Meet Milly Murdock
On the surface, American singles skater Milly Murdock shines like a Tiffany diamond, glittering under pretty dresses and mounds of medals. But behind the sparkle and success is a hardworking powerhouse with an unbreakable spirit. When a back injury threatened to derail her blossoming skating career, Milly forged ahead with fierce determination and emerged stronger than ever before. Succeeding in this brutal sport (especially in the crowded discipline of ladies' singles) takes a champion mentality, a relentless work ethic, and an unwavering love of skating - all qualities that Milly has in spades. She's won more Regionals and Sectionals than anyone can count and is currently the junior US National bronze medalist, but what really makes Milly stand out is the content of her character and the way she exemplifies #WeGetUp. Milly is not only surviving the elite skating world, she's truly thriving in it - and smiling every step of the way.
Birthday: November 17th, 2002 (16 years old)
Born: Greenwich, Connecticut, USA
Hometown: Darien, Connecticut, USA
Currently: Boston, Massachusetts, USA
Country Represented: USA
Skating Club: SC of San Francisco
Discipline: Ladies' Singles
Training Location: Mitchell Johansson Method @ Cronin Skating Rink in Revere, Massachusetts, USA
Boots: Edea Ice Fly
Blades: John Wilson Gold Seal Revolution
Q: You grew up in Connecticut, fell in love with skating, and now you're one of the top junior ladies' singles skaters in the country. So how did it all begin, and what made you want to figure skate?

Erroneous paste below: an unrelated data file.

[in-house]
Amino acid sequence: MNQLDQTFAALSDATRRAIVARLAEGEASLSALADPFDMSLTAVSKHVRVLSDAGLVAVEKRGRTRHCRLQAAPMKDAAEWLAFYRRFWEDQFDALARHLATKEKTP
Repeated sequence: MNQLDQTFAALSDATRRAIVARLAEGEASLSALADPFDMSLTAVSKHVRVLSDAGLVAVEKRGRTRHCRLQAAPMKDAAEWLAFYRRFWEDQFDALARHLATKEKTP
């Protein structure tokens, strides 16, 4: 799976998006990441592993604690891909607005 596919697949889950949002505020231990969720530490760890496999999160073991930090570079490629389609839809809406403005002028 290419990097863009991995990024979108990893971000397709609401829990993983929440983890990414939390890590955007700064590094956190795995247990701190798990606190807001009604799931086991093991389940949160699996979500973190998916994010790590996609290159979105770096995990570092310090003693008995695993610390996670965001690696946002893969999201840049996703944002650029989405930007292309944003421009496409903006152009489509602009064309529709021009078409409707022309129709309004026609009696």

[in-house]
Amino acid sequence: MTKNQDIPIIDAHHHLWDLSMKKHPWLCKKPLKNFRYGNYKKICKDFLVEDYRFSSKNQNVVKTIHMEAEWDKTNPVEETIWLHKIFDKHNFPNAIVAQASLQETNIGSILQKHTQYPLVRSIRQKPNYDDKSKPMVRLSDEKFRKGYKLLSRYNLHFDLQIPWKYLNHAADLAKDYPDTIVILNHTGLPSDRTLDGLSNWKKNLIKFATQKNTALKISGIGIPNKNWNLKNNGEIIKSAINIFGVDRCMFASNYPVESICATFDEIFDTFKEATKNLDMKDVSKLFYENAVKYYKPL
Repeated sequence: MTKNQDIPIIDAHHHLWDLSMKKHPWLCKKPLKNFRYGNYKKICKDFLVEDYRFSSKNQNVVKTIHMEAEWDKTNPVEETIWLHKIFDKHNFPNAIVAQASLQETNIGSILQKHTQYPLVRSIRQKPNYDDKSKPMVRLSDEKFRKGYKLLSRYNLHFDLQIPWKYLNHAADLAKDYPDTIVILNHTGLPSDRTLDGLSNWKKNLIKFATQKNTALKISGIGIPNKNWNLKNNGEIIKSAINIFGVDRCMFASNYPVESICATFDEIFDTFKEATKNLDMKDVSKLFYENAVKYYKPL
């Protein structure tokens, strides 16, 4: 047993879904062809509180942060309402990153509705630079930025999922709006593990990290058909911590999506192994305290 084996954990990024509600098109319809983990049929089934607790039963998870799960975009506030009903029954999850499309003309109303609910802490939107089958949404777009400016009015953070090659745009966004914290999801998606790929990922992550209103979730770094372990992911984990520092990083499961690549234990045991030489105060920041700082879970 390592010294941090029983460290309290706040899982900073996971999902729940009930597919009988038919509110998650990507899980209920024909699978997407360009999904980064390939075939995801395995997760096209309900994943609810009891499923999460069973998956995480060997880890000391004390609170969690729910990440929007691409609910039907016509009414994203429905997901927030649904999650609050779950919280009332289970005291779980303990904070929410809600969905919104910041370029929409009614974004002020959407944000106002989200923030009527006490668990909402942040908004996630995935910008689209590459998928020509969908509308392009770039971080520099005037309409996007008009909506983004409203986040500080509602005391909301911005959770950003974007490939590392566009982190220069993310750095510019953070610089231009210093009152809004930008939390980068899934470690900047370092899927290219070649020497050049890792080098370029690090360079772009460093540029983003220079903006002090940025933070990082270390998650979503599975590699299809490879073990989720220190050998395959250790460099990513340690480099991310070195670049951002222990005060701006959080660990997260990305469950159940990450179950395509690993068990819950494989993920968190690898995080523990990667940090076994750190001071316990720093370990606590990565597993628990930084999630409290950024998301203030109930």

A: My mom was a figure skater, and when I was little, she taught basic skills at a local rink in Connecticut. When I was around the age of two, she brought me with her to coach because she couldn't find a babysitter. I don’t remember when I took my first steps on the ice, but my mom says that one day I got up and started skating over to her when I needed her!
Q: You're definitely a natural on the ice, and as you got more serious with the sport, you started making the commute to train in Hackensack, New Jersey, and Long Island, New York - when did you know that you wanted skating to be more than just a hobby?
A: I knew I wanted to only figure skate around fourth/fifth grade. Growing up, I played a lot of different sports, such as hockey, soccer, tennis, and gymnastics. I started to get serious about gymnastics when I was little, but my mom thought that the sport was too dangerous. I always loved skating the most because it had an artistic side while still having the challenge of an athletic side.